very high resolution mapping; environmental carrying capacity; virtual simulations; artificial data; biotic interactions; plant and insect communities; global change impact ; integrating scales; Swiss Alps; species distribution models; assemblage modelling
Mateo R. (2017), Biodiversity Models: What If Unsaturation Is the Rule?, in Trends in Ecology & Evolution
, 32, 556-566.
Di Cola V. (2017), ecospat: an R package to support spatial analyses and modeling of species niches and distributions, in Ecography
, 40, 774-787.
D'Amen M. (2017), Improving spatial predictions of taxonomic, functional and phylogenetic diversity., in Journal of Ecology
, 106, 76-86.
Mod H. (2016), What we use is not what we know: environmental predictors in plant distribution models, in Journal of Vegetation Science
, 27, 1308-1322.
D'Amen M. (2015), Using species richness and functional traits predictions to constrain assemblage predictions from stacked species distribution models, in Journal of Biogeography
, 42, 1255-1266.
Guisan A., Climate change impact on mountain biodiversity, in Thomas E. Lovejoy and Lee Hannah (ed.).
D'Amen M., Disentangling biotic interactions, environmental filters, and dispersal limitation as drivers of species co-occurrence., in Ecography
, In press.
Baudraz Maude E.A., Learning from model errors: Can land use, edaphic and very high-resolution topo-climatic factors improve macroecological models of mountain grasslands?, in Journal of Biogeography
, In press.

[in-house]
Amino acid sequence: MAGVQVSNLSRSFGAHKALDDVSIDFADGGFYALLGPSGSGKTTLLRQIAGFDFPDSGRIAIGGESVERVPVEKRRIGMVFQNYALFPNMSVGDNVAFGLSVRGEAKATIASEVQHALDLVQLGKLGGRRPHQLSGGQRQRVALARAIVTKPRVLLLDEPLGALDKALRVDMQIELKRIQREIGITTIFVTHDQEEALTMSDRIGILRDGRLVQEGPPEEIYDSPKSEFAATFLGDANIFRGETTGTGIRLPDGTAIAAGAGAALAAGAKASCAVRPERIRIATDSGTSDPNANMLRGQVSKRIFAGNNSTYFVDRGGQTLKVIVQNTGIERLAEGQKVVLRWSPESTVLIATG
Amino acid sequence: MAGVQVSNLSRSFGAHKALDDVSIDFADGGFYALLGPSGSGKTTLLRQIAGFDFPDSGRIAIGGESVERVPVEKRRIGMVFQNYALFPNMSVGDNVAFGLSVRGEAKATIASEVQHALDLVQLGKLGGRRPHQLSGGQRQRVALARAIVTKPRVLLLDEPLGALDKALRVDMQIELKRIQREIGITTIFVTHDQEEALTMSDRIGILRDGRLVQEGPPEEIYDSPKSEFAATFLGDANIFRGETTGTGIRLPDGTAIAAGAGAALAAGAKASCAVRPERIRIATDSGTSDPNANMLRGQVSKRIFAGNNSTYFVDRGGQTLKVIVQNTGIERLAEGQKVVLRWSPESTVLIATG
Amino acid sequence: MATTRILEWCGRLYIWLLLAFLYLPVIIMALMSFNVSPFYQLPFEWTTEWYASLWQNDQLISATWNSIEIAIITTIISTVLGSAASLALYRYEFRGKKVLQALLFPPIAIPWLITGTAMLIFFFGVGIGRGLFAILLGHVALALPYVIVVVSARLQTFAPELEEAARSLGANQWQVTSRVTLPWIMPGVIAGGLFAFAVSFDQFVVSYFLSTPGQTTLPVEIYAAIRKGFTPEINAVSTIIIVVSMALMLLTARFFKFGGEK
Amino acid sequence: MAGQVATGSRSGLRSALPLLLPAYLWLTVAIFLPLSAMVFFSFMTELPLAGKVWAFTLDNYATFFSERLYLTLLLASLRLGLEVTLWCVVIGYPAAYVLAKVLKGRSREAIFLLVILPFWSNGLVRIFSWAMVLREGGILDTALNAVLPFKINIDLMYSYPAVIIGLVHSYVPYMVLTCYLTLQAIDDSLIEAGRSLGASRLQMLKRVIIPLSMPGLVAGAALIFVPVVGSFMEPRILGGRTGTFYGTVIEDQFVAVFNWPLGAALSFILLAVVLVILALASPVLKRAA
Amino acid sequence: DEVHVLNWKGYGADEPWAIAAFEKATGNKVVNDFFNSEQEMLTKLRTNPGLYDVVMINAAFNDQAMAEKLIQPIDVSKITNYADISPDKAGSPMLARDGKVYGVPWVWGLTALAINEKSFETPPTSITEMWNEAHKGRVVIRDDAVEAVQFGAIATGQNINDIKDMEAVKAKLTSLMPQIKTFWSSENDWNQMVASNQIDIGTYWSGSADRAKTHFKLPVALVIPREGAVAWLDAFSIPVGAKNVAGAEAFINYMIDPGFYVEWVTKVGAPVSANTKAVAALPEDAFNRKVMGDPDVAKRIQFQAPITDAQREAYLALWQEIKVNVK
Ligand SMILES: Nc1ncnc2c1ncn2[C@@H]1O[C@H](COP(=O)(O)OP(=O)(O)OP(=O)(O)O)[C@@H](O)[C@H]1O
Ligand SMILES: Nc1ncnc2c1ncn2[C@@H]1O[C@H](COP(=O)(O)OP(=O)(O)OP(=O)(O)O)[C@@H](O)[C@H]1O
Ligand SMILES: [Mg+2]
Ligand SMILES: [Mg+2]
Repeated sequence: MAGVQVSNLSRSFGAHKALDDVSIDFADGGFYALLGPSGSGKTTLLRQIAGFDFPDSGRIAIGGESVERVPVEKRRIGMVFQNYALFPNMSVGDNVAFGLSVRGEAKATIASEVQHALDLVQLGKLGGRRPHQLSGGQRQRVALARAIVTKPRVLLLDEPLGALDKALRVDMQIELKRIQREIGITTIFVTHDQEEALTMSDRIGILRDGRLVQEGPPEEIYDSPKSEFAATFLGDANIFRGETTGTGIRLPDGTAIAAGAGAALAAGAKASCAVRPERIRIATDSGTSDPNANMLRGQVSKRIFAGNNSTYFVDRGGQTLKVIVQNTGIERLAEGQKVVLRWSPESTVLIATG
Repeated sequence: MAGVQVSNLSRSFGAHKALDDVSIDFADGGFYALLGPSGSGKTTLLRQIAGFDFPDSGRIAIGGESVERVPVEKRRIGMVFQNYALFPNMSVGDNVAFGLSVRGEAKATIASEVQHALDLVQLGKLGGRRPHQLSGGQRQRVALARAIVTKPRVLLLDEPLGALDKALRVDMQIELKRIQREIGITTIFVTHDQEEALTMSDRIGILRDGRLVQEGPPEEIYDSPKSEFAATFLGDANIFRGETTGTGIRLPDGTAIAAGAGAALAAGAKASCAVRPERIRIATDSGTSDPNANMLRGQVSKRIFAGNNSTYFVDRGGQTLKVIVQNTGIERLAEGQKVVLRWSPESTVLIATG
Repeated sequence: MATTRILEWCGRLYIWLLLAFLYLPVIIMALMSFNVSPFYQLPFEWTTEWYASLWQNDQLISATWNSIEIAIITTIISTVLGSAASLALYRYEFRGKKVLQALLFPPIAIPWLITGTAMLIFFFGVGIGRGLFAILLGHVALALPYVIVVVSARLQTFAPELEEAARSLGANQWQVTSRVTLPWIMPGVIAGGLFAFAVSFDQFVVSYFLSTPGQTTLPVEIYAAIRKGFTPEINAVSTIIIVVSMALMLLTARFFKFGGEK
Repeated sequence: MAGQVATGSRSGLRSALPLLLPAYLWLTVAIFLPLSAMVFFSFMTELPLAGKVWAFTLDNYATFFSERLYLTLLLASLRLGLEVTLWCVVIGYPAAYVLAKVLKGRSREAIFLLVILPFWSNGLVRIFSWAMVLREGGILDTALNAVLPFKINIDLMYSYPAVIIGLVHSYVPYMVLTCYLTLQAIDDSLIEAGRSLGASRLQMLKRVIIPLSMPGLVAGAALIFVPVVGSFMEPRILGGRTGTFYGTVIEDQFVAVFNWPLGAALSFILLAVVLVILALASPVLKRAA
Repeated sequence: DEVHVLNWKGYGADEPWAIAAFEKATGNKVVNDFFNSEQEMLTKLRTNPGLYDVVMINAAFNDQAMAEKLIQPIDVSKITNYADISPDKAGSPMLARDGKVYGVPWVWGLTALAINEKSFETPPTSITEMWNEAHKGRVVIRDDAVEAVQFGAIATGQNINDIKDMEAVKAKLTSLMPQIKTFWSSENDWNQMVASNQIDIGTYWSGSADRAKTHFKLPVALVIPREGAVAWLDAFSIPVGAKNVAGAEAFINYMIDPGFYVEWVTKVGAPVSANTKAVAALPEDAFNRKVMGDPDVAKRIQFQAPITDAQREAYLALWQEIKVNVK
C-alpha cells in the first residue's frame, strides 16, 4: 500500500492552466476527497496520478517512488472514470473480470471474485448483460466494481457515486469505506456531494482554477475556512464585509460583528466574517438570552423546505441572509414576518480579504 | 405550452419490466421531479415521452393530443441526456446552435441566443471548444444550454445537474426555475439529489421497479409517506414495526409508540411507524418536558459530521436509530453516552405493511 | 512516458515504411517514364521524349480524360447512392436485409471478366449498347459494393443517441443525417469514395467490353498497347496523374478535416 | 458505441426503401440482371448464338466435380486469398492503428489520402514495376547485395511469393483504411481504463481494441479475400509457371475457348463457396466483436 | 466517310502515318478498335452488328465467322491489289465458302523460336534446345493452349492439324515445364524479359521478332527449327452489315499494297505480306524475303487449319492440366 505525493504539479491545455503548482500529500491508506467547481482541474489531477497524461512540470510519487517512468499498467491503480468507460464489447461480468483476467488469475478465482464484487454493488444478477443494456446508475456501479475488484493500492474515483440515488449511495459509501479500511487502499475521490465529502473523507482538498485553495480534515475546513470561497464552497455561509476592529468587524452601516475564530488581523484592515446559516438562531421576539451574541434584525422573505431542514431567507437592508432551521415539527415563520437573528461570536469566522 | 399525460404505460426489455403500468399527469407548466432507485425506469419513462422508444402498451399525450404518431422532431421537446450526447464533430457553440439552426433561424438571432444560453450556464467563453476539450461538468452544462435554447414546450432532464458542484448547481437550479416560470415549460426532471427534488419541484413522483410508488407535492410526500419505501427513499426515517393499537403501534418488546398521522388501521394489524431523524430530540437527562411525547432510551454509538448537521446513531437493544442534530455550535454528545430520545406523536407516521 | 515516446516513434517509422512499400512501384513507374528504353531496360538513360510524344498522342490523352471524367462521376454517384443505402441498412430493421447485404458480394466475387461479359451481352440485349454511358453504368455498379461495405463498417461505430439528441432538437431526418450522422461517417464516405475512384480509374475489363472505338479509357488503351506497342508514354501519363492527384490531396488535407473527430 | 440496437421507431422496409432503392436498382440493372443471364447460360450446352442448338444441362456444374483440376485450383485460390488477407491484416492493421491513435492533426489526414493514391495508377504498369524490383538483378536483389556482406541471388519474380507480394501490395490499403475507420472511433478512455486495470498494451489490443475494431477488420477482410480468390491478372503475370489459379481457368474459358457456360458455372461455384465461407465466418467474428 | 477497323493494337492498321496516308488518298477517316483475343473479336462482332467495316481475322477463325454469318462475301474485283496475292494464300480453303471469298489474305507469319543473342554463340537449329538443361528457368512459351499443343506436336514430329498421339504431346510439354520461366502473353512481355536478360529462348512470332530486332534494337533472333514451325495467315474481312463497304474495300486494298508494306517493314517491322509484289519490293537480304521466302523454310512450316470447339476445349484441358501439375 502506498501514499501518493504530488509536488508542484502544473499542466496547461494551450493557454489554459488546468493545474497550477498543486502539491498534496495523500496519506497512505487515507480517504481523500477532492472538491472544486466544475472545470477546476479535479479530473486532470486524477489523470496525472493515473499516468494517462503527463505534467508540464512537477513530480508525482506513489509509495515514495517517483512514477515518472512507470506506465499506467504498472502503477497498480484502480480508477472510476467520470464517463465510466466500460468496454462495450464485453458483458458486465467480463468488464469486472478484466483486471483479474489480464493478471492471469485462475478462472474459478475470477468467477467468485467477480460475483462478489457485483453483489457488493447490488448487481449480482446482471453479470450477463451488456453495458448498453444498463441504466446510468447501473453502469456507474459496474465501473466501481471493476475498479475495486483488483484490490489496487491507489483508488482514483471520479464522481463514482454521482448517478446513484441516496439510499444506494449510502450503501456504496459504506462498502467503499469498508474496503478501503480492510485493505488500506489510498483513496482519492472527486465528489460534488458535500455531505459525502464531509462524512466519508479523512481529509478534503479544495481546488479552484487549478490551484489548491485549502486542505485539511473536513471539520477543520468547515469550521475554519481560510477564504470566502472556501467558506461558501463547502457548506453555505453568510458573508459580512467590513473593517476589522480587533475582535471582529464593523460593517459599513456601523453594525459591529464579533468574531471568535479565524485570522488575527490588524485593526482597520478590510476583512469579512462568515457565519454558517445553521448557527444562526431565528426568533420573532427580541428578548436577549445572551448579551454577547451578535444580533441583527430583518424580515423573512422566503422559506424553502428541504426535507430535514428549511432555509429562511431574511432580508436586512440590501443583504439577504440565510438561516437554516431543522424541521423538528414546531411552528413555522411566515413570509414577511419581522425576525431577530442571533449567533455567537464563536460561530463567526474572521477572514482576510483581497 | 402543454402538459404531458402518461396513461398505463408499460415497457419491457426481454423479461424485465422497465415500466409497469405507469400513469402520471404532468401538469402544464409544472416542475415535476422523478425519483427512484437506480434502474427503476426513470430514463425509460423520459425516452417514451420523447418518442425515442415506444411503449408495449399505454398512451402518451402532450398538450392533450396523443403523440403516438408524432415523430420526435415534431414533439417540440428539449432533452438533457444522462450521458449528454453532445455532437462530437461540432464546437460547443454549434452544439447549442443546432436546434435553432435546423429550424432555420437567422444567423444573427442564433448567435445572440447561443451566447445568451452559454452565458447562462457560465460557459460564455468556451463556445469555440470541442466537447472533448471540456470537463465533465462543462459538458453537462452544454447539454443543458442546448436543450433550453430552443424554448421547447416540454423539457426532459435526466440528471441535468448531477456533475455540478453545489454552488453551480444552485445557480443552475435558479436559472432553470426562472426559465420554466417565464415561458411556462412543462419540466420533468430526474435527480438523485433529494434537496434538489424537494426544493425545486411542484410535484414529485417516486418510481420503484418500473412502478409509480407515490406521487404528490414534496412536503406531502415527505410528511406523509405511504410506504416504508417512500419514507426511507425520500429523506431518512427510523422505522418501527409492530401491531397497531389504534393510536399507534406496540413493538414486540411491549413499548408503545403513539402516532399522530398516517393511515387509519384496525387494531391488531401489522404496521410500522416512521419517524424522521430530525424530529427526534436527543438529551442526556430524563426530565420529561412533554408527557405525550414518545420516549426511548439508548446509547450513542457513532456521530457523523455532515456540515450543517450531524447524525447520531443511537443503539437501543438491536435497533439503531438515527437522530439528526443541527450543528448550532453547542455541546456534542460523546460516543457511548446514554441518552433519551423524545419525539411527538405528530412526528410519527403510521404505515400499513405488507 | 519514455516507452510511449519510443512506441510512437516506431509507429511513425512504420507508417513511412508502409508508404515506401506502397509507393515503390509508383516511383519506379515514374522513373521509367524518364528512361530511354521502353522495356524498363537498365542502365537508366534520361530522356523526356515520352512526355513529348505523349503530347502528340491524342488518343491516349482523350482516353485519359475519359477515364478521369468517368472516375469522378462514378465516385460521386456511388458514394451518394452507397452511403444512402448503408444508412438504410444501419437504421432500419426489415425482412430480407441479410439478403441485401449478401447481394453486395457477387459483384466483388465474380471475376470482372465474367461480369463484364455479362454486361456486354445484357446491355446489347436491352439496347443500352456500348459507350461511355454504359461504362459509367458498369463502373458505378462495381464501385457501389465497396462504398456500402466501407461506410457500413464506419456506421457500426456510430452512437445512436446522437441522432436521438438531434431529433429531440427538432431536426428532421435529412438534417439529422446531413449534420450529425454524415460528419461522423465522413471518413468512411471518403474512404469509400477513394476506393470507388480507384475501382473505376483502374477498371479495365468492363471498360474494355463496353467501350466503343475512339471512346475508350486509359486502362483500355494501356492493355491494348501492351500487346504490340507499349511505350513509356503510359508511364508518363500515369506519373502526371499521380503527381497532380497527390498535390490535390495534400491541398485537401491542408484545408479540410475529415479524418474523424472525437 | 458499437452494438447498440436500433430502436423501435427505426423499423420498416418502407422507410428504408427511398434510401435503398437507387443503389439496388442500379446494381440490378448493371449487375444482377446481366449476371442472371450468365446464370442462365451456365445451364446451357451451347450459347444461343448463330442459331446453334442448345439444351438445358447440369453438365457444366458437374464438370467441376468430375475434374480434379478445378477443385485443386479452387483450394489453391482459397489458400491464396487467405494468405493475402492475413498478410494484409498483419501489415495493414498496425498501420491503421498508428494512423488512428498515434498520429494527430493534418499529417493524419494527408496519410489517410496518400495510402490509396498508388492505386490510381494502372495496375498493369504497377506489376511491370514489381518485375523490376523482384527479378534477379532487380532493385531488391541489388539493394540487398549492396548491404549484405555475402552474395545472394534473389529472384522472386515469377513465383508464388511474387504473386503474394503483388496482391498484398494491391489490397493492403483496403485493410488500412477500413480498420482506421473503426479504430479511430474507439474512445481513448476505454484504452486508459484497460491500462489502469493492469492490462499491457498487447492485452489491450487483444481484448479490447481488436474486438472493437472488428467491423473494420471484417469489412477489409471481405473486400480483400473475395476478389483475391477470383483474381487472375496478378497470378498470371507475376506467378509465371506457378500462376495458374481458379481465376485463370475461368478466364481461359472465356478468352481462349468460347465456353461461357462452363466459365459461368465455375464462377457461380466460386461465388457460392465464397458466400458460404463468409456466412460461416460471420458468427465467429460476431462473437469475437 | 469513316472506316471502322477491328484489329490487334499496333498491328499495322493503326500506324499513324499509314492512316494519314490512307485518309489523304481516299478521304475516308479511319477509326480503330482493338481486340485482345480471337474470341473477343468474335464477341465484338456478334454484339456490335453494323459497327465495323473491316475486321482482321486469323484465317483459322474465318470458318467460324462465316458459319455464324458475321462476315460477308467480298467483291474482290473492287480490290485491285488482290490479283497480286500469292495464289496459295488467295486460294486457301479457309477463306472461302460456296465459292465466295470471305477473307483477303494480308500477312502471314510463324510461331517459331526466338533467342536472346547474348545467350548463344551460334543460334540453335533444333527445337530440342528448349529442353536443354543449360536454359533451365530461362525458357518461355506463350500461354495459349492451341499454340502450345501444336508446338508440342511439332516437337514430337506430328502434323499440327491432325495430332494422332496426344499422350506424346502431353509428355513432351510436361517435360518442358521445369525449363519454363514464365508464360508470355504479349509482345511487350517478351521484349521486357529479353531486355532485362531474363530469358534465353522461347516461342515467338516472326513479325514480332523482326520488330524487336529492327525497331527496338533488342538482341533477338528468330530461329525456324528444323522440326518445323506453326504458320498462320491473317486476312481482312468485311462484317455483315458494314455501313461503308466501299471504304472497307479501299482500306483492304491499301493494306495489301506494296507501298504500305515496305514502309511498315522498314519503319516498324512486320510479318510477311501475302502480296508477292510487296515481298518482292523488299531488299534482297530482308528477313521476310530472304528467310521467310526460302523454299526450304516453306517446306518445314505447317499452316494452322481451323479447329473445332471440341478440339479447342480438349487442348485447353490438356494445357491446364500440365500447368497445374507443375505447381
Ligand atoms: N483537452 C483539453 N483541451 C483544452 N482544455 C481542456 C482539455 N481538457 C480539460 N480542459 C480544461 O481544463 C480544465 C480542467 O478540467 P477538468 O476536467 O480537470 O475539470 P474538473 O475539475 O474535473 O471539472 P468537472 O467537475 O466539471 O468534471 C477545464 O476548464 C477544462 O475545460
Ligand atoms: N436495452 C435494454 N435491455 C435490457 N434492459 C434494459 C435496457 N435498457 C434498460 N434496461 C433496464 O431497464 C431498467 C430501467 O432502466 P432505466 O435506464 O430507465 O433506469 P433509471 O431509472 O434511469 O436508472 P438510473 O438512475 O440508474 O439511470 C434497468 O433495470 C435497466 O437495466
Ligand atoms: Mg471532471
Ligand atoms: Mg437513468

Background. This project is currently my main group’s project. Through my previous SNF projects, robust distribution data have been collected on plants and insects in an intensively sampled study area of the Swiss Alps. These data were used to develop models for the current and future (under climate change) distribution of plant and insect species, and to attempt predicting communities by stacking individual species’ predictions (S-SDMs), according to community modelling schemes, such as the SESAM framework. Important limits to such species and assemblage modelling were however identified. Specific aims. In this follow-up SESAM’ALP project, I aim at overcoming these limitations by: (i) developing very-high-resolution environmental maps, and accordingly improve associated species distribution predictions, for the study area; (ii) test novel ways to quantify and integrate biotic interactions in S-SDMs and implement the use of macroecological environmental constraints on S-SDMs; (iii) integrate information from larger scales (e.g. invading/colonizing species, uncovered part of the niche) at the regional scale, (iv) test these approaches through novel virtual simulations ; and (v) use these improved models to develop novel regional multi-drivers scenarios of global change impact on plant and insect communities at very high-resolution in the Alps. Methods. Advanced statistical modelling and spatial analyses will be used to improve assemblage and macroecological modelling, and to test and quantify biotic interactions. Dispersal modelling will be used for predicting future distributions of native species, and to model the spread of invasive species. Scripts will be developed for the virtual ecologist approach.Expected value of the proposed project. The knowledge gained at the end of the project, and the new innovative approaches, tools and datasets delivered, should foster important advances in our capacity of modeling and predicting communities across entire landscapes. In particular, it should allow addressing partially the question: will plant and insect communities evolve into novel assemblages under global changes?